More American cities are counting on a variety of real property data to foster collaboration and take more proactive and strategic actions to eliminate blight, reform outdated policies, and rebuild dysfunctional nuisance abatement programs. Shifting from the traditional reactive ways of doing code enforcement requires different approaches and capacity to gather, synthesize, and track property condition and ownership data over time. Code officials need new skills to understand what data are available, identify gaps, and know who can help gather, analyze, and disseminate data. Code enforcement managers and their teams must become more comfortable in applying data when making tactical decisions against individual cases, as well as in the broader context of supporting program management, resource allocation, and neighborhood revitalization policy goals.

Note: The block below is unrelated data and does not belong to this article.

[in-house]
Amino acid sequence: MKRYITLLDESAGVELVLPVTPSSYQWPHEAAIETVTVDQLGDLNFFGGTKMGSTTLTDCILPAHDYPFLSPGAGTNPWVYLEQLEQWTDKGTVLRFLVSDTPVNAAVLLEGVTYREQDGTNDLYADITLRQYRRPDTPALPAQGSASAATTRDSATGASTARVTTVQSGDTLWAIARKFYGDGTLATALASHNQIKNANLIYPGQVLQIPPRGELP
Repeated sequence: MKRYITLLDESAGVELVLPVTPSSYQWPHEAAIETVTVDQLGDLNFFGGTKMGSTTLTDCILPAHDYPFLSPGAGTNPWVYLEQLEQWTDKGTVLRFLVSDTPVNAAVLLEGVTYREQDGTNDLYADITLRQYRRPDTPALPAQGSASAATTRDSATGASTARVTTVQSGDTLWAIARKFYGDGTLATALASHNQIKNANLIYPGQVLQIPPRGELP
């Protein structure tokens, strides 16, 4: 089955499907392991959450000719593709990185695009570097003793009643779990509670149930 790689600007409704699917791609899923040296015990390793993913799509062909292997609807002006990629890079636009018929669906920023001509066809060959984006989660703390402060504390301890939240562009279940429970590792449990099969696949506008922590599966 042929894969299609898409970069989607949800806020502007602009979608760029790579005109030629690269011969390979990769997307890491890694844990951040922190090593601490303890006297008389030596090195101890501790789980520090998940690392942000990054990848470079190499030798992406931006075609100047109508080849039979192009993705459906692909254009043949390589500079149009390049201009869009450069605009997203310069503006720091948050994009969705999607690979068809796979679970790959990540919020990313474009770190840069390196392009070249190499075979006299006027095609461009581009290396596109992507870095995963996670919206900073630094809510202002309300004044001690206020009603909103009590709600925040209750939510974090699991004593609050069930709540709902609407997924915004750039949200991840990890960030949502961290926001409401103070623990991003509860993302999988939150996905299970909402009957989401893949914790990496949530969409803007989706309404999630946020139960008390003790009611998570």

This policy and practice brief
- summarizes the many ways communities are gathering, tracking, and synthesizing data about blighted, vacant, and abandoned properties;
- explains why and how local governments are changing their reactive code enforcement programs to systems with new capacities for strategic targeting and developing integrated data systems to share real property data across multiple agencies, organizations, and entities;
- describes how local agencies and organizations can integrate the array of local real property data for convenient use, especially sources holding data on title interests in real property and property conditions; and
- offers policymakers and code enforcement managers a framework (with examples) for using integrated real property data to improve code compliance and enhance formal enforcement actions against violators.